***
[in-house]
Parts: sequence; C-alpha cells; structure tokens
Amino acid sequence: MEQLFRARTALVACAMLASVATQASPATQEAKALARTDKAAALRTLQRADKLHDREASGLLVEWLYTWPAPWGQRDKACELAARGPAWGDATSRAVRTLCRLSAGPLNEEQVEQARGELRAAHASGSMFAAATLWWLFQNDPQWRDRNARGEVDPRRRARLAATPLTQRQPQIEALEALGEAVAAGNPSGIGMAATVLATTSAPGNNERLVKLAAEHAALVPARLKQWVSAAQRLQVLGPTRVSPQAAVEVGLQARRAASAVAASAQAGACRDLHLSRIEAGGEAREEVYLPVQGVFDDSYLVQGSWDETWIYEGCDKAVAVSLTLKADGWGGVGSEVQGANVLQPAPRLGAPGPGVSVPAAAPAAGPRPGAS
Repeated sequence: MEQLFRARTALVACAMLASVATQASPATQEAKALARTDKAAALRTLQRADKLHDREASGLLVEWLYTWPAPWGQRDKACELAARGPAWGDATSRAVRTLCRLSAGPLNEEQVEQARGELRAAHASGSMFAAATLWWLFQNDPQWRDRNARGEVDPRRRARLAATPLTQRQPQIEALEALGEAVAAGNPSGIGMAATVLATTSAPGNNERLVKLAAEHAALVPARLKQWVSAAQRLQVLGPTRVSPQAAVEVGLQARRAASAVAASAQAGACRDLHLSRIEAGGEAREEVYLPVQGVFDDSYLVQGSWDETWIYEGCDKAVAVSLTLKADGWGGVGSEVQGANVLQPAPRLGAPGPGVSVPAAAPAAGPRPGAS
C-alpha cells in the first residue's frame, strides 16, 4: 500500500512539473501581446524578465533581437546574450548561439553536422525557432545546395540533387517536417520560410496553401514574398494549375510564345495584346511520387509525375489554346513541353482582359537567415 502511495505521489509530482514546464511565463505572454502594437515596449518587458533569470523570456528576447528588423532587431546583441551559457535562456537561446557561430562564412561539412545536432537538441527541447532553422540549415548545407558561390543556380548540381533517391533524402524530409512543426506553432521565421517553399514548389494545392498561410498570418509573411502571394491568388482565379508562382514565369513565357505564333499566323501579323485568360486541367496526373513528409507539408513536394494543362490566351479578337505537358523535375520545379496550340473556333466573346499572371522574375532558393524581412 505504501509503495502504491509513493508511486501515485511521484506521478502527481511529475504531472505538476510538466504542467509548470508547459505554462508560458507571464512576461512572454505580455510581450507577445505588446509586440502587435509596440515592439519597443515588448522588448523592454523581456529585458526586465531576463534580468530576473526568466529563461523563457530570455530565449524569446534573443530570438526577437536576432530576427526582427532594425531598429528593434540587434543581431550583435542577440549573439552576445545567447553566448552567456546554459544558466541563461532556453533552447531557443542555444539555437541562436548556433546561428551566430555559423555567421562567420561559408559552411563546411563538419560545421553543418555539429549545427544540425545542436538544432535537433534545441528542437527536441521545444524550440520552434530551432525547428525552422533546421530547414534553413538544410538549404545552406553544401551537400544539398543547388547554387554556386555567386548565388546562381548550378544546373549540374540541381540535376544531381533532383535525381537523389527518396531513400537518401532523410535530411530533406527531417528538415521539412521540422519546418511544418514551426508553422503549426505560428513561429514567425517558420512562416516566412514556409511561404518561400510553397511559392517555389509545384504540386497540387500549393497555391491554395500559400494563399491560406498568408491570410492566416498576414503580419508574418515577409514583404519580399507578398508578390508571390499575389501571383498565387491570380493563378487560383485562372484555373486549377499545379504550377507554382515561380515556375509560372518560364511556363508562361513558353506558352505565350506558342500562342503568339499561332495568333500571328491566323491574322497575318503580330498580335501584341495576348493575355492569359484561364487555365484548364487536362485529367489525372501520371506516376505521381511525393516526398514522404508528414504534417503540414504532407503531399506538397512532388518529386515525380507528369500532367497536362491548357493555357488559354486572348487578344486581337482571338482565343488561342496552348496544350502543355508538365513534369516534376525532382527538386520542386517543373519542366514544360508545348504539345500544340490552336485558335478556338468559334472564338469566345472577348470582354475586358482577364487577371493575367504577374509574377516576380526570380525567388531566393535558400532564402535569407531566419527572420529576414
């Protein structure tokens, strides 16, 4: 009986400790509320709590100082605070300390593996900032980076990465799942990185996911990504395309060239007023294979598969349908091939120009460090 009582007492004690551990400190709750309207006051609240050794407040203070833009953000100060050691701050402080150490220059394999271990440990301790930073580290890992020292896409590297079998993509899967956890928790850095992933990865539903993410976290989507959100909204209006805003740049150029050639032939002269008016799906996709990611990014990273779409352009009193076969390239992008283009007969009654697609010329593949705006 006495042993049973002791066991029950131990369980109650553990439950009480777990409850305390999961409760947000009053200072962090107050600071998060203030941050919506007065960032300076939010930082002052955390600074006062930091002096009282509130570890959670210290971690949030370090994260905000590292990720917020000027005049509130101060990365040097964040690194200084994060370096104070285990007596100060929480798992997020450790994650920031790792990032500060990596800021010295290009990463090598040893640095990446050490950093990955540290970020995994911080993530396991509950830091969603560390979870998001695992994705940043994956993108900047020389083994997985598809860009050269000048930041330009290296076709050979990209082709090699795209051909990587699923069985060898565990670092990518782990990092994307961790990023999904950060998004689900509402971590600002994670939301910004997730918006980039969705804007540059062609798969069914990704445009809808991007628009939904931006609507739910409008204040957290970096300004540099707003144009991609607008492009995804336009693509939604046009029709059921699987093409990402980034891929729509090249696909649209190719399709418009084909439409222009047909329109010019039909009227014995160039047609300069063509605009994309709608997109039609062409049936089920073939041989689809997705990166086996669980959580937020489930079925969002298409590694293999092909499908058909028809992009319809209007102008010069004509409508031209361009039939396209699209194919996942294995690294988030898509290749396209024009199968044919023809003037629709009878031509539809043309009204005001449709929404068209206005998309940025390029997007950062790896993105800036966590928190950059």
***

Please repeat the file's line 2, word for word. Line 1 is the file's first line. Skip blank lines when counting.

Parts: sequence; C-alpha cells; structure tokens